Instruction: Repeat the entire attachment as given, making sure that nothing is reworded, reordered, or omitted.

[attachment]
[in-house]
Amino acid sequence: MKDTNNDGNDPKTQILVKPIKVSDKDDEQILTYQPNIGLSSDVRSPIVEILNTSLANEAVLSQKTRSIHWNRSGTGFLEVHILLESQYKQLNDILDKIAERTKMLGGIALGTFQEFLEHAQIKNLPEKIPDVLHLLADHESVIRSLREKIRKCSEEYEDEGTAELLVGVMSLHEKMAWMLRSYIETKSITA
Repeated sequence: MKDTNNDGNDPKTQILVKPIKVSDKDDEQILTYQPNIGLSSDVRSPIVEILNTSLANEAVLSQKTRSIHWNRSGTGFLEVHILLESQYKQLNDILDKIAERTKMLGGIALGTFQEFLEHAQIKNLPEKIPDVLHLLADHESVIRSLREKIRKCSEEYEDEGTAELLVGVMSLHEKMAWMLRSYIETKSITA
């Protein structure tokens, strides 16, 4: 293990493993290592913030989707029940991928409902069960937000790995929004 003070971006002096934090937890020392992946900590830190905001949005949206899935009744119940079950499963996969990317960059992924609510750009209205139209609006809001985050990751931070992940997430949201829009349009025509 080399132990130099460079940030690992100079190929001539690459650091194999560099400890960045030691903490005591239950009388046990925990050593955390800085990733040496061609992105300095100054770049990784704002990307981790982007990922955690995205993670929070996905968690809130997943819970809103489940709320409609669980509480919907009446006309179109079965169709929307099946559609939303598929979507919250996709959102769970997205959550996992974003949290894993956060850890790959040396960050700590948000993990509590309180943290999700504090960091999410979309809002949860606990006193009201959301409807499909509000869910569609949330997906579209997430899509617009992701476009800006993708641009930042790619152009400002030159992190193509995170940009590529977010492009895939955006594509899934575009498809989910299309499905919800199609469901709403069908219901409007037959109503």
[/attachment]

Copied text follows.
[in-house]
Amino acid sequence: MKDTNNDGNDPKTQILVKPIKVSDKDDEQILTYQPNIGLSSDVRSPIVEILNTSLANEAVLSQKTRSIHWNRSGTGFLEVHILLESQYKQLNDILDKIAERTKMLGGIALGTFQEFLEHAQIKNLPEKIPDVLHLLADHESVIRSLREKIRKCSEEYEDEGTAELLVGVMSLHEKMAWMLRSYIETKSITA
Repeated sequence: MKDTNNDGNDPKTQILVKPIKVSDKDDEQILTYQPNIGLSSDVRSPIVEILNTSLANEAVLSQKTRSIHWNRSGTGFLEVHILLESQYKQLNDILDKIAERTKMLGGIALGTFQEFLEHAQIKNLPEKIPDVLHLLADHESVIRSLREKIRKCSEEYEDEGTAELLVGVMSLHEKMAWMLRSYIETKSITA
């Protein structure tokens, strides 16, 4: 293990493993290592913030989707029940991928409902069960937000790995929004 003070971006002096934090937890020392992946900590830190905001949005949206899935009744119940079950499963996969990317960059992924609510750009209205139209609006809001985050990751931070992940997430949201829009349009025509 080399132990130099460079940030690992100079190929001539690459650091194999560099400890960045030691903490005591239950009388046990925990050593955390800085990733040496061609992105300095100054770049990784704002990307981790982007990922955690995205993670929070996905968690809130997943819970809103489940709320409609669980509480919907009446006309179109079965169709929307099946559609939303598929979507919250996709959102769970997205959550996992974003949290894993956060850890790959040396960050700590948000993990509590309180943290999700504090960091999410979309809002949860606990006193009201959301409807499909509000869910569609949330997906579209997430899509617009992701476009800006993708641009930042790619152009400002030159992190193509995170940009590529977010492009895939955006594509899934575009498809989910299309499905919800199609469901709403069908219901409007037959109503």